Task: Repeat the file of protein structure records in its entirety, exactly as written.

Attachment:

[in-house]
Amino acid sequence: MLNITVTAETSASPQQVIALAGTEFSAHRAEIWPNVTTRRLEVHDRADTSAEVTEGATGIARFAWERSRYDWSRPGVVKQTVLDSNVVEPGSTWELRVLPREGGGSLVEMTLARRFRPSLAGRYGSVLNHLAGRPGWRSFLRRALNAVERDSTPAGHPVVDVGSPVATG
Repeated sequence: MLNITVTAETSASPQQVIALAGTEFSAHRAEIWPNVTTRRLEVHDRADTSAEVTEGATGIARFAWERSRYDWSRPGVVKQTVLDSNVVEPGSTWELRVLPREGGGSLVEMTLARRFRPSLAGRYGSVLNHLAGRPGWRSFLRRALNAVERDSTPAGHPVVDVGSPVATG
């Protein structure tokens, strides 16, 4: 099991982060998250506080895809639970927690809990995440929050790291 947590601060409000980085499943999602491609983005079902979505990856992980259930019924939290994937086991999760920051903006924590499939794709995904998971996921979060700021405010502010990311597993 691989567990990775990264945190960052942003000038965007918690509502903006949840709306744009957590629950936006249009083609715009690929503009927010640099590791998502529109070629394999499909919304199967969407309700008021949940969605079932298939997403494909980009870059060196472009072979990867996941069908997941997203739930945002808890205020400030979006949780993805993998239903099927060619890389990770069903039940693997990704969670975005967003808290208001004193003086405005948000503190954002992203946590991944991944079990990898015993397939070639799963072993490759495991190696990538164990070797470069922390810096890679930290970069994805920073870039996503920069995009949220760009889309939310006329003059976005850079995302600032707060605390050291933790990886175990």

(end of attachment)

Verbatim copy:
[in-house]
Amino acid sequence: MLNITVTAETSASPQQVIALAGTEFSAHRAEIWPNVTTRRLEVHDRADTSAEVTEGATGIARFAWERSRYDWSRPGVVKQTVLDSNVVEPGSTWELRVLPREGGGSLVEMTLARRFRPSLAGRYGSVLNHLAGRPGWRSFLRRALNAVERDSTPAGHPVVDVGSPVATG
Repeated sequence: MLNITVTAETSASPQQVIALAGTEFSAHRAEIWPNVTTRRLEVHDRADTSAEVTEGATGIARFAWERSRYDWSRPGVVKQTVLDSNVVEPGSTWELRVLPREGGGSLVEMTLARRFRPSLAGRYGSVLNHLAGRPGWRSFLRRALNAVERDSTPAGHPVVDVGSPVATG
């Protein structure tokens, strides 16, 4: 099991982060998250506080895809639970927690809990995440929050790291 947590601060409000980085499943999602491609983005079902979505990856992980259930019924939290994937086991999760920051903006924590499939794709995904998971996921979060700021405010502010990311597993 691989567990990775990264945190960052942003000038965007918690509502903006949840709306744009957590629950936006249009083609715009690929503009927010640099590791998502529109070629394999499909919304199967969407309700008021949940969605079932298939997403494909980009870059060196472009072979990867996941069908997941997203739930945002808890205020400030979006949780993805993998239903099927060619890389990770069903039940693997990704969670975005967003808290208001004193003086405005948000503190954002992203946590991944991944079990990898015993397939070639799963072993490759495991190696990538164990070797470069922390810096890679930290970069994805920073870039996503920069995009949220760009889309939310006329003059976005850079995302600032707060605390050291933790990886175990």